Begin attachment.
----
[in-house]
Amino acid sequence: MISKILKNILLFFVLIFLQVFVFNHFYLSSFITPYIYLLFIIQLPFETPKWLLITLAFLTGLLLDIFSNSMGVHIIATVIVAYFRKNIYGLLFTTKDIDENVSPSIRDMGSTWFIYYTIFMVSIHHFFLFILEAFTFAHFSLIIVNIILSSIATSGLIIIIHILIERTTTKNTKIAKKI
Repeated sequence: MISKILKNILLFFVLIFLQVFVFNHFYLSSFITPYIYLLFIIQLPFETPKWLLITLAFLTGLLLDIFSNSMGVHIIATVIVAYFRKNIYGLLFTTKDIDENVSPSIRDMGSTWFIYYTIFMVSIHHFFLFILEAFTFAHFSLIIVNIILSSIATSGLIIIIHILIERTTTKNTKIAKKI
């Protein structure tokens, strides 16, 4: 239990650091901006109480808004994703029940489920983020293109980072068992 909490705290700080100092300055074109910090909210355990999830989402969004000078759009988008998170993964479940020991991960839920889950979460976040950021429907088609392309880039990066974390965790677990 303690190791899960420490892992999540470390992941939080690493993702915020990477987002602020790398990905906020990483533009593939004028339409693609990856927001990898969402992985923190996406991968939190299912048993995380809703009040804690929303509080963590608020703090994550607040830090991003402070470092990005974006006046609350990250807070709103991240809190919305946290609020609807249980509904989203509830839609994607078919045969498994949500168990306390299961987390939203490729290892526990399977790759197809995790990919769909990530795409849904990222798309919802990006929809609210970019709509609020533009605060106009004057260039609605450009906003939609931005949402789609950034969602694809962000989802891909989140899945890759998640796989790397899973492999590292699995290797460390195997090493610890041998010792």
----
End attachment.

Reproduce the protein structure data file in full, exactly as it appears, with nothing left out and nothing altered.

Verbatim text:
[in-house]
Amino acid sequence: MISKILKNILLFFVLIFLQVFVFNHFYLSSFITPYIYLLFIIQLPFETPKWLLITLAFLTGLLLDIFSNSMGVHIIATVIVAYFRKNIYGLLFTTKDIDENVSPSIRDMGSTWFIYYTIFMVSIHHFFLFILEAFTFAHFSLIIVNIILSSIATSGLIIIIHILIERTTTKNTKIAKKI
Repeated sequence: MISKILKNILLFFVLIFLQVFVFNHFYLSSFITPYIYLLFIIQLPFETPKWLLITLAFLTGLLLDIFSNSMGVHIIATVIVAYFRKNIYGLLFTTKDIDENVSPSIRDMGSTWFIYYTIFMVSIHHFFLFILEAFTFAHFSLIIVNIILSSIATSGLIIIIHILIERTTTKNTKIAKKI
């Protein structure tokens, strides 16, 4: 239990650091901006109480808004994703029940489920983020293109980072068992 909490705290700080100092300055074109910090909210355990999830989402969004000078759009988008998170993964479940020991991960839920889950979460976040950021429907088609392309880039990066974390965790677990 303690190791899960420490892992999540470390992941939080690493993702915020990477987002602020790398990905906020990483533009593939004028339409693609990856927001990898969402992985923190996406991968939190299912048993995380809703009040804690929303509080963590608020703090994550607040830090991003402070470092990005974006006046609350990250807070709103991240809190919305946290609020609807249980509904989203509830839609994607078919045969498994949500168990306390299961987390939203490729290892526990399977790759197809995790990919769909990530795409849904990222798309919802990006929809609210970019709509609020533009605060106009004057260039609605450009906003939609931005949402789609950034969602694809962000989802891909989140899945890759998640796989790397899973492999590292699995290797460390195997090493610890041998010792």